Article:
Startup Costs: $100,000 +
Home Based: Can be operated from home.
Franchises Available? No
Online Operation? Yes
The pandemic has made innovations in online social platforms more relevant and vital than ever. With communities spanning areas from gaming to health, finance to fiction writing, we are at a true inflection point for a sector that unites artists, creators, IRL clubs, social groups, and non-profits alike as valued customers.
What are the current trends in the social media community sector and what type of person is a great fit to try this?
Teran: Loneliness and isolation were already becoming a global crisis before the pandemic, and demand for tech that replaced in-person interactions grew substantially thereafter, of course, resulting in strong growth in consumer tech sales. On the gaming side, the industry reached new heights, driven by people seeking solace in associated communities — games becoming social tissue that connected friends. Then there was an inflection to mainstream VR driven by Meta Quest 2, as well as a race to build the metaverse from all major players, from Roblox and Epic to the big five tech giants.
The perfect people for this industry would be VR enthusiasts who love gathering and playing with friends and family, especially those who are separated by distance.
Gulczynski: Lots of companies are building for the small subculture these groups now represent, which exists largely for money speculation. The best person to try this would be someone who identifies as a digital cowboy.
Is the industry growing?
Gulczynski: By leaps and bounds every day.
Teran: According to Statista, in 2021 it was estimated that the global metaverse market was valued at (U.S.) $38.85 billion, and is expected to rise this year to $47.48 billion, before surging to $678.8 billion by 2030.
How much money can a person expect to make in the first year and in five years?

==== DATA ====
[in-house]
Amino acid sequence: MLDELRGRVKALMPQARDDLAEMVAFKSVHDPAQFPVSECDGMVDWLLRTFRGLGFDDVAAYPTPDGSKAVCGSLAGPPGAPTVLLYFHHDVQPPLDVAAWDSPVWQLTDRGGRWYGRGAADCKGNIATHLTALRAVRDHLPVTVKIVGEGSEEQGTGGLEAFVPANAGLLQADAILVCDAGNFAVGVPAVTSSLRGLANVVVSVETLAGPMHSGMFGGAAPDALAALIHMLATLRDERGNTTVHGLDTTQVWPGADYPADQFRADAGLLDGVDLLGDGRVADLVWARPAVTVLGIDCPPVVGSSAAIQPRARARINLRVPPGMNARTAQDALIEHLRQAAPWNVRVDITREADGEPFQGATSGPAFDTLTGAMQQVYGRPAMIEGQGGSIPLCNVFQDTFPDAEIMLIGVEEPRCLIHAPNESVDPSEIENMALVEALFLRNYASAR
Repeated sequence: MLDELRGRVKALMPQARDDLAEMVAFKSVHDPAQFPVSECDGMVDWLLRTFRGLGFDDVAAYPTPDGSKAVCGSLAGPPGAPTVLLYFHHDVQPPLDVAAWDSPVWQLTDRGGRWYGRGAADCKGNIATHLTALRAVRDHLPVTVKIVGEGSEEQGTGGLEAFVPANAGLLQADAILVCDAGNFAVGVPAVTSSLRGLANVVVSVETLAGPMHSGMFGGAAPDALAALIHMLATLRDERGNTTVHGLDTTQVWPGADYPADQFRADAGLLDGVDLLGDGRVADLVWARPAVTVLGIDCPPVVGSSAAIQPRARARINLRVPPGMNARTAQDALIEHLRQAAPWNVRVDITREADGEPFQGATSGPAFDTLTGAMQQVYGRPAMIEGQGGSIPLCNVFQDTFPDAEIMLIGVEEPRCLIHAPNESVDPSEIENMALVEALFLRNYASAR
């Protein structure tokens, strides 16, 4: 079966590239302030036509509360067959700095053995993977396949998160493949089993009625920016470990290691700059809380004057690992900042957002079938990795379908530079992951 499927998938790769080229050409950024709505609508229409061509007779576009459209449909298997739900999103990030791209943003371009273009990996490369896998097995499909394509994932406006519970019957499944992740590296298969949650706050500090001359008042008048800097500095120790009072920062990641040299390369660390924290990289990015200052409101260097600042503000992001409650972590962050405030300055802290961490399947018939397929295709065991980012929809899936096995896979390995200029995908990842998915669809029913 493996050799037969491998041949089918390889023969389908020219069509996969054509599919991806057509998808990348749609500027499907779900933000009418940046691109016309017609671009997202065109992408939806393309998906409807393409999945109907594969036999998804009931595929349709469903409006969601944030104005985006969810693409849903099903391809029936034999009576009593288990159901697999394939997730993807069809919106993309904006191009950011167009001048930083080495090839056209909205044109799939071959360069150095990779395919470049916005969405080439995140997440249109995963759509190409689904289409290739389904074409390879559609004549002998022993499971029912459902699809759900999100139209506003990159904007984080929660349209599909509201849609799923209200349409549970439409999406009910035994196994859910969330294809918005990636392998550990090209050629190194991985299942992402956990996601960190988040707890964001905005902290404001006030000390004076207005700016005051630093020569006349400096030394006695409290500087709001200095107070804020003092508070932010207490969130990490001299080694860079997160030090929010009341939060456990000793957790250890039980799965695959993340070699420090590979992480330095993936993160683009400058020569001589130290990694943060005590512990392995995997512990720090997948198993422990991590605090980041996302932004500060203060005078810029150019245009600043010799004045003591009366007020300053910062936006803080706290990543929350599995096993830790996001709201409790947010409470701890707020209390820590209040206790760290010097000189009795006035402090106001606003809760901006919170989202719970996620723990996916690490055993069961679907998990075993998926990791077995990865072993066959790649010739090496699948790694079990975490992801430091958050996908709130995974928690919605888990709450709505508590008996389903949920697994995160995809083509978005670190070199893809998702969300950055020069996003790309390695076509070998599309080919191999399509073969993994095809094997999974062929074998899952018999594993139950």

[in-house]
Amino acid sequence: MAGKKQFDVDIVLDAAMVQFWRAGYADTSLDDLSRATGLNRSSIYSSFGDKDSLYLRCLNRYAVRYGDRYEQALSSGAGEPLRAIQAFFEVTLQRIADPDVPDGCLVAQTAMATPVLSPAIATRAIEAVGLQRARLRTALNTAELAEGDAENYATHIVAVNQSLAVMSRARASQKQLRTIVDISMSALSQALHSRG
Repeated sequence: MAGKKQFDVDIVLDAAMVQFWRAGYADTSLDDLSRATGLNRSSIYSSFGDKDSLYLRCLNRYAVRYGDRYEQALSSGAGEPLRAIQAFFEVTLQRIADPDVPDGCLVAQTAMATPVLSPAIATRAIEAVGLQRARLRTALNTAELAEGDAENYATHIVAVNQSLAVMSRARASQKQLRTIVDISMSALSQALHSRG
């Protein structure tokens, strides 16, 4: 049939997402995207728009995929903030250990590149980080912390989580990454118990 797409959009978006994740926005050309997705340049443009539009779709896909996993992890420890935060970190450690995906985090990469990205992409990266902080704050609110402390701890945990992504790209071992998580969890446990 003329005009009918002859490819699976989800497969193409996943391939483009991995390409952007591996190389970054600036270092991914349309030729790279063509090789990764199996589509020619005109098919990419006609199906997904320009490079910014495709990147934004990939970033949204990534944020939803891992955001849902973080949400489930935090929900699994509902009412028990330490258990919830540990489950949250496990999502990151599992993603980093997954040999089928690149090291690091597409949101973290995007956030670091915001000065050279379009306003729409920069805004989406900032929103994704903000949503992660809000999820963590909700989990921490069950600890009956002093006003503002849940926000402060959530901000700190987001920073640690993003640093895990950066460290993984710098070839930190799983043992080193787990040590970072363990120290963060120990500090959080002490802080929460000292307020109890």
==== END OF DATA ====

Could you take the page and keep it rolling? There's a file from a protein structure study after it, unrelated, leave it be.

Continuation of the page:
Gulczynski: Limitless, or nothing, and possibly lose everything you already have.
Teran: The metaverse will be host to just about any type of experience and opportunity. Today we have no real way of guessing how much a person can make on this new frontier.
What do you wish you’d known when you were starting out?
Teran: The most important thing to know about our business is the vision. We believe in a future where distance and time don't stand in the way of feeling present, and have spent the last six years researching different technologies and developing meaningful experiences towards that future. As to what we wish we’d known when starting… the timing (wouldn’t everyone?)! We originally thought 2018 to 2019 would be the inflection point, but in reality it turned out to be late 2021.
Gulczynski: The initial go-to-market penetration point is important to think through first… knowing who is that first audience.
What kind of experience/training do you need to have?
Teran: No experience is needed. Emerge Home is an intuitive consumer product, all you need is to know how to operate a Meta Quest 2 VR headset.
Who are your customers?
Gulczynski: Artists, creators, IRL clubs, social groups, non-profits.
Teran: Our first customers are people who love to play and connect with others in VR, and those looking for new and unique tactile ways to have meaningful shared experiences. We find them through VR content creators, consumer tech product reviewers, in Discord and Reddit and in live events like SXSW where we showcase our product through live demos.
Are there any resources you recommend that were extremely valuable in getting your business off the ground?
Teran: The First Round Capital blog, Y Combinator resources, Masters of Scale Podcast, Brad Feld blog, the books The Hard Thing About Hard Things: Building a Business When There Are No Easy Answers, by Ben Horowitz and Trillion Dollar Coach by Alan Eagle, Eric Schmidt and Jonathan Rosenberg.
Gulczynski: Aversion to risk, experience in consumer social, previous success, independent wealth.